Purpose can come when you set out to deliver “more” as well. Another example to highlight regarding a firm putting a greater purpose on par with profit is Uncharted Play. Founded by Jessica O. Matthews and Julia Silverman in 2011, Uncharted Play’s mission is to deliver motion-based, off-grid renewable energy (MORE) into “everything that moves.” The company has designed both a soccer ball (called the Soccket) and a jump rope (called the Pulse) that produce energy after a few hours of use. Tellingly, the company believes that the concept of play can be used to prove that:
- Doing good doesn’t need to be boring.
- Anyone, anywhere can be a social inventor.
- If people across the globe can connect and work together to address the issues facing humanity, the future is boundless.
Both Teeki and Uncharted Play (and its purpose-first founders) not only are aligning personal, organizational and role purpose, they are committed to ensuring all stakeholders are being served.
But there are several warning signs related to defining and maintaining purpose, whether personally or organizationally. Many believe achieving purpose in life and at work is something that magically appears, like an epic Cirque du Soleil trick. Others mistakenly argue the concept of purpose is actually owed to them by their boss or organization. Some in senior leadership roles scoff at the thought of an organization delivering a higher sense of purpose to aid society. After all, profit is far more advantageous than purpose, right? Purpose never helped anyone climb the career ladder, did it?
Nothing could be further from the truth.
Purpose does not fall out of the sky.
Purpose is not found in a fortune cookie.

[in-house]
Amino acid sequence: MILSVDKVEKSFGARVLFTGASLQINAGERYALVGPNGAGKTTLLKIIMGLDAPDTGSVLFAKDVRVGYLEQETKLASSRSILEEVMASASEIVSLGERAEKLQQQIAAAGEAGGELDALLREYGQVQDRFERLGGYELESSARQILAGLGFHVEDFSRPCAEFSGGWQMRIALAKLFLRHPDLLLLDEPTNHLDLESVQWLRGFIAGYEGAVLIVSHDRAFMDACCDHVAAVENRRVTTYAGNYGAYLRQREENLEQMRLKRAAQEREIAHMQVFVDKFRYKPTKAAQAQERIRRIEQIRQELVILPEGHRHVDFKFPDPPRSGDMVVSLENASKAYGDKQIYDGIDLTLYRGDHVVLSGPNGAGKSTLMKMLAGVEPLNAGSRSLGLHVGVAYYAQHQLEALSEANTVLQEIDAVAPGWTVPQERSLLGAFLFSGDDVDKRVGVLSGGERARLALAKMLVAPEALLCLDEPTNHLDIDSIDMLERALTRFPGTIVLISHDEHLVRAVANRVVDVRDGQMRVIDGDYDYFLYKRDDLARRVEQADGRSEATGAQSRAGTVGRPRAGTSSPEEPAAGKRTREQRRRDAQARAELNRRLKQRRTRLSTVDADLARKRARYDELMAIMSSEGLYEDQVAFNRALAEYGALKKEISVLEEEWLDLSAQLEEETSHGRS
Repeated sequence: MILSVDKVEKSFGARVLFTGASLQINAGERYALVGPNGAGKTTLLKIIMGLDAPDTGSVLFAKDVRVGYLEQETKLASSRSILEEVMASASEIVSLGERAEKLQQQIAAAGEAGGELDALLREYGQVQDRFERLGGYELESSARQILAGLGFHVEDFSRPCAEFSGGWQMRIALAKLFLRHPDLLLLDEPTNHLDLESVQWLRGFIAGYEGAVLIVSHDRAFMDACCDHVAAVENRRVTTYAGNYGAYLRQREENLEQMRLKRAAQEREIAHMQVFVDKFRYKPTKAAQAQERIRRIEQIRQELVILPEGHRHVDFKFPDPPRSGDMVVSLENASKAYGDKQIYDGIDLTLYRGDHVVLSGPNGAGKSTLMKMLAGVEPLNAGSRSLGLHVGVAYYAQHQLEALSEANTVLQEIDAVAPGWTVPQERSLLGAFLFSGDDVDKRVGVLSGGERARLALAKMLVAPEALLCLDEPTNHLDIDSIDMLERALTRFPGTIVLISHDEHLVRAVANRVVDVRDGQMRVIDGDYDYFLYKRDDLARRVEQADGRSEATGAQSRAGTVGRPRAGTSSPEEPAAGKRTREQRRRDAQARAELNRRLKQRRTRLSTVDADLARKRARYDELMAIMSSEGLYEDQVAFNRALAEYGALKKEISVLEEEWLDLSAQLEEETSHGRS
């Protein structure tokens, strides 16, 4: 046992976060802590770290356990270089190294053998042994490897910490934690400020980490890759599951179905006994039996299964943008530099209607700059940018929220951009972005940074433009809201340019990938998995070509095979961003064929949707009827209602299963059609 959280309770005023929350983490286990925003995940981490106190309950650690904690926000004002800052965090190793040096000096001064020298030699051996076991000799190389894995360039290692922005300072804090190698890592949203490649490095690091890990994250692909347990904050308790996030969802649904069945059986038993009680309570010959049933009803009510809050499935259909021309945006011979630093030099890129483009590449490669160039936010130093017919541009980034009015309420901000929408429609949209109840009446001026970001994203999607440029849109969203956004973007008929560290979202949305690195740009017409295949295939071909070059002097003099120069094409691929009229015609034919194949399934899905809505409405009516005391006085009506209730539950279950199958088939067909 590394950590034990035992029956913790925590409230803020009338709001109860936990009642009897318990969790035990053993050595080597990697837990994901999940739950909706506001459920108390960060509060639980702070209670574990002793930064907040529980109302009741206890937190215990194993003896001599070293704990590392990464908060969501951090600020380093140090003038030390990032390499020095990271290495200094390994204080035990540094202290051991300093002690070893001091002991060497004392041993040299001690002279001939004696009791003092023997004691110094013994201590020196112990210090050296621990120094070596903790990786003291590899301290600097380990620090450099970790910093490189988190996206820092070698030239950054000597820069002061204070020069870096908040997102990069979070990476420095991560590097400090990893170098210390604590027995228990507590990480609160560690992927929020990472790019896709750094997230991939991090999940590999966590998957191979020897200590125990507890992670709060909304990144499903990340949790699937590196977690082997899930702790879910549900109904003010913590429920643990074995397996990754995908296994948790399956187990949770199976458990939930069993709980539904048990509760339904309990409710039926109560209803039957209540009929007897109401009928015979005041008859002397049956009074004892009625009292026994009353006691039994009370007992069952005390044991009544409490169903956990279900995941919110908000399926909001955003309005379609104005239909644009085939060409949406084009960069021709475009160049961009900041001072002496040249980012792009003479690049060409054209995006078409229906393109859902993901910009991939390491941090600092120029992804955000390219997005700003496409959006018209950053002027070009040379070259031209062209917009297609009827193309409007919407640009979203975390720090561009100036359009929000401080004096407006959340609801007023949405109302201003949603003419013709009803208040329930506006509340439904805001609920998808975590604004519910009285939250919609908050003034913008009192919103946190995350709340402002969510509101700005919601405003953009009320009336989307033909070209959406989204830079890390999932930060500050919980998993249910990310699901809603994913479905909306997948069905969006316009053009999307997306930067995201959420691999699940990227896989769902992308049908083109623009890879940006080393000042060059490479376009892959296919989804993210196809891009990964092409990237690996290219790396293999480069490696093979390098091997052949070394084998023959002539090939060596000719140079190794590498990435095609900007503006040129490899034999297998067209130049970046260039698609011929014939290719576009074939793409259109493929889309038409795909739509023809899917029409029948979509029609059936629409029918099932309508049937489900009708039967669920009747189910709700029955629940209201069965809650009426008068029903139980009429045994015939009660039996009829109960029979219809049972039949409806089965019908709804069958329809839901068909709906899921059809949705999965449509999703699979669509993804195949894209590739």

Purpose cannot surface from a wishing well.
Purpose is not owed to anyone.
Purpose will never manifest at a casino roulette table.
Purpose is not an imaginary friend.
Purpose does not harm society.
Purpose does not stunt your career.
Purpose does not spell the end of profits.
Purpose is a verb and a noun. Purpose is for you and the organization. Purpose has a purpose. Purpose is for you, me and everyone else.
In his posthumous 2004 book, Pathways to Bliss, Joseph Campbell provides us with another thought regarding purpose:
What I think is that a good life is one hero journey after another. Over and over again, you are called to the realm of adventure, you are called to new horizons. Each time, there is the same problem: do I dare? And then if you do dare, the dangers are there, and the help also, and the fulfillment or the fiasco. There’s always the possibility of a fiasco. But there’s also the possibility of bliss. (Joseph Campbell, Pathways to Bliss, 2004. New World Library)
Purpose . . . it is a word that offers the “possibility of bliss.” While purpose in the workplace is imperative, leaders are potentially overlooking its significance to the overarching health of our civilization. My experience and research suggest purpose ought to be the objective, but it is the misalignment of the personal, role and organizational categories of purpose that ensure the journey toward purpose never begins.
This is why “purpose” is my word for 2016.
More to come on May 10, 2016 with the release of The Purpose Effect. I hope you have the chance (and want to) pick up a copy for you and/or members of your team.
- Sheri Quit Her Job And Regained Her Purpose Sweet Spot
- Magnanimous: The Word of 2017
- The Graphic That Started My Journey Researching Purpose Three Years Ago
- A Shared Letter to Heritage Minister Mélanie Joly
- Flat Army: Chapter 5 Overview
- The Rise, Fall and Rise of Detroit and its Higher Purpose
- Three Ways To Take Back Control Of Your Time
- Three Types of Workplace Mindsets